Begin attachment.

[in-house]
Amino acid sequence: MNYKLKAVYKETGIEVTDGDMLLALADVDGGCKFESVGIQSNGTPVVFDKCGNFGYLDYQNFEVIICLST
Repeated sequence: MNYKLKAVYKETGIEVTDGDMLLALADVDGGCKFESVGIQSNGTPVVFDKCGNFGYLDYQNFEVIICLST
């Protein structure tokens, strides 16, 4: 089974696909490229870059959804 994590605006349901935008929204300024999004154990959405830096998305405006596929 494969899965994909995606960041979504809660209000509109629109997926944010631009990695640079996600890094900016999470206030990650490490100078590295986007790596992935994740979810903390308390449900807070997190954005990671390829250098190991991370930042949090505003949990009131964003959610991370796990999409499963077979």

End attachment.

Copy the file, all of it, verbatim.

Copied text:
[in-house]
Amino acid sequence: MNYKLKAVYKETGIEVTDGDMLLALADVDGGCKFESVGIQSNGTPVVFDKCGNFGYLDYQNFEVIICLST
Repeated sequence: MNYKLKAVYKETGIEVTDGDMLLALADVDGGCKFESVGIQSNGTPVVFDKCGNFGYLDYQNFEVIICLST
């Protein structure tokens, strides 16, 4: 089974696909490229870059959804 994590605006349901935008929204300024999004154990959405830096998305405006596929 494969899965994909995606960041979504809660209000509109629109997926944010631009990695640079996600890094900016999470206030990650490490100078590295986007790596992935994740979810903390308390449900807070997190954005990671390829250098190991991370930042949090505003949990009131964003959610991370796990999409499963077979």